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  • El Hebert

How the Animal Got its Neurons

Written by El Hebert '24

Edited by Alyssa Steinbaum '23

This insect neuron, lit up by chemical dyes, shows some of the complexity of these cells. NICHD / N. Gupta, hosted on Wikimedia Commons.

The seat of your conscious experience, the center of your senses and your willpower, looks something like a desert weed: a gnarled, blobby tuber of a brain, with deep roots branching below. But your nervous system may be the most complex object on Earth. How did such a structure arise from nothing? Scientists have begun to piece together the origin story by focusing on its basic unit, the neuron.

Anyone who observes a neuron, or nerve cell, can see that these cells are special. Where most animal cells organize themselves in simple shapes, a neuron tapers, winds, and forks, as befitting the body’s communication highway.

The core of the cell bears a tree-like crown of reception antennae to gather input from the neuron’s neighbors. On the other side, the long, thready axon acts as a cable, conducting messages in the form of electrical pulses. These tiny flashes of information zap to their targets: the synapse, or endpoint of the axon, which acts as a connection site with a muscle or another neuron. Here, chemical messengers relay the signal across the gap to be picked up and carried on.

At least a hundred billion of these beautiful cells tangle together to form your brain, with many more carrying information between that center and the rest of your body. Neurons make you human. But for all their importance, they’re still single cells - ghosts in the evolutionary record. New technology and fossil discoveries have started to clear the fog, though. First, they can answer a fundamental question: why grow a nervous system at all?

Despite the industrial warehouse’s worth of cellular machinery behind a neural impulse, these signals travel across the body in mere instants. If you’ve ever reflexively jerked your foot away from a thumbtack or a Lego lying on the ground, you’ve experienced the result of a nerve signal leaping from your foot to your spinal cord at up to 100 meters per second (it takes only one axon, as long as your leg, to carry that signal) [1]. And while engineers struggle to make computers recognize street signs, consider the speed with which you process the moving road as you drive.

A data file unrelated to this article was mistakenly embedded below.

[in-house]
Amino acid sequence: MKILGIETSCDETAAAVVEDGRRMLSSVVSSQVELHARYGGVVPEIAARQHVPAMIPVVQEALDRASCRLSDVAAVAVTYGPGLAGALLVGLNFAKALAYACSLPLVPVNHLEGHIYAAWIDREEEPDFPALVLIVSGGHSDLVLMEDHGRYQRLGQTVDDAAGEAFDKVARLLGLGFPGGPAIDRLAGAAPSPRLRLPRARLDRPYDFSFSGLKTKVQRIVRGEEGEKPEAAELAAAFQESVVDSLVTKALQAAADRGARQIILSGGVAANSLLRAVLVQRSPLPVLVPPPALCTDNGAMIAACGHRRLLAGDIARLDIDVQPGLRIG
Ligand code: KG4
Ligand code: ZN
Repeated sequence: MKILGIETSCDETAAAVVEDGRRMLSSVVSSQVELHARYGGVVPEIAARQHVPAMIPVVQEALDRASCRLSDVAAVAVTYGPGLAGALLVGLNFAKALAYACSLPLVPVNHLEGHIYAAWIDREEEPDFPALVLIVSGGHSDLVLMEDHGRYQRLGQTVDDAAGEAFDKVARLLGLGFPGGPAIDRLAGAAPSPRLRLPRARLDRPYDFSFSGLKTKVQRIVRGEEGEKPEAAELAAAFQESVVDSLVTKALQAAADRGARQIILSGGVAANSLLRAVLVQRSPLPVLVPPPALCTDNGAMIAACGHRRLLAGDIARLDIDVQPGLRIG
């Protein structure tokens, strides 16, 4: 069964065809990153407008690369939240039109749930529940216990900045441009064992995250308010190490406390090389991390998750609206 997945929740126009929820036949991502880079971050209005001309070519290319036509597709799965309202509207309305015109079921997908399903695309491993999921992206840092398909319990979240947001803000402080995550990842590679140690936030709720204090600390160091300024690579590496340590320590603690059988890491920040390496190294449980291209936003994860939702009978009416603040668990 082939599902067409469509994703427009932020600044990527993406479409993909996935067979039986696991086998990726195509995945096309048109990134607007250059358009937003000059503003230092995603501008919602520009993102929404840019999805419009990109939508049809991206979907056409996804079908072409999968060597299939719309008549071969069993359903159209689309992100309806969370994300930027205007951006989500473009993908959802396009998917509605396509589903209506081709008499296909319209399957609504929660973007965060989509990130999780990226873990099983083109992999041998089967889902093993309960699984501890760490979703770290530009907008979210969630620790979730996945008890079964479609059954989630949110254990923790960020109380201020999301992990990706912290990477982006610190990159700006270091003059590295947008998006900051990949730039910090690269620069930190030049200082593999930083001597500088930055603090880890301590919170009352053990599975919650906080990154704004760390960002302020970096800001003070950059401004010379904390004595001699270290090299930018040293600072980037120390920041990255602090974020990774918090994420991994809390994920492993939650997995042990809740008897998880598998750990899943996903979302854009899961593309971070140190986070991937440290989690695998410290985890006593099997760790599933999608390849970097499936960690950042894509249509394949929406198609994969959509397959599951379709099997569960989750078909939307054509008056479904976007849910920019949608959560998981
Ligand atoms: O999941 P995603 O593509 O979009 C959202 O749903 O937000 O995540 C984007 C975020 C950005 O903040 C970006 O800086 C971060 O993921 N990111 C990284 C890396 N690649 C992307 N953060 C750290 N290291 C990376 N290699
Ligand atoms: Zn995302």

It was this effortless speed, researchers suspect, that first drove the system’s evolution. Today, it makes neurons a must-have for all familiar animals - creatures who scuttle and strike and flinch, like humans, roaches, and anemones. So it went for our ancestors, too.

Around 540 million years ago, animal life exploded with diversity and invented a bizarre new concept: eating each other to survive. Fossils reveal how their bodies rose to the challenge, growing eyes, teeth, and paddles, with neurons to orchestrate the whole operation. In China, shrimplike fossils around 500 million years old already have central nerve cords similar to their descendants today [3]. But because soft tissue doesn’t preserve well, these traces are exceedingly rare, and only show the broadest neural thoroughfares. Nothing remains to lay out the murky origins of the cells themselves.

For that, scientists must turn away from ancient creatures and examine the modern. By mapping traits across the tree of life, researchers hope to determine when and how they first branched off. This is the field of comparative phylogenetics. For example, while birds, mammals, and fish all have bony skeletons, their older relatives, such as sharks, use cartilage, and the majority of other animals are squishy. So we can guess that the internal skeleton first evolved among the ancestors of sharks and hardened into bone sometime after the sharks split from the classic fish. Phylogeneticists can treat an evolutionary story like a puzzle, fitting together clues from the unlikeliest creatures.

Of course, to use phylogenetics, we need to know who is related to whom in the first place. The family tree of fish and sharks is well-mapped, making the skeleton’s story relatively clear. Neurons, on the other hand, likely arose at the earliest divergence of animal families, the splits that separated you from a jellyfish. However, among the biology community, those branches are in turmoil.

It was once assumed that the first animal looked something like a sea sponge - a placid filter feeder with no need for fancy neurons - and that the swimmers and burrowers split from this ancestor, forging ahead to greater complexity with every new branch. Thus today’s sponges lack nerve tissue, while jellies, the second most ancient lineage, have it.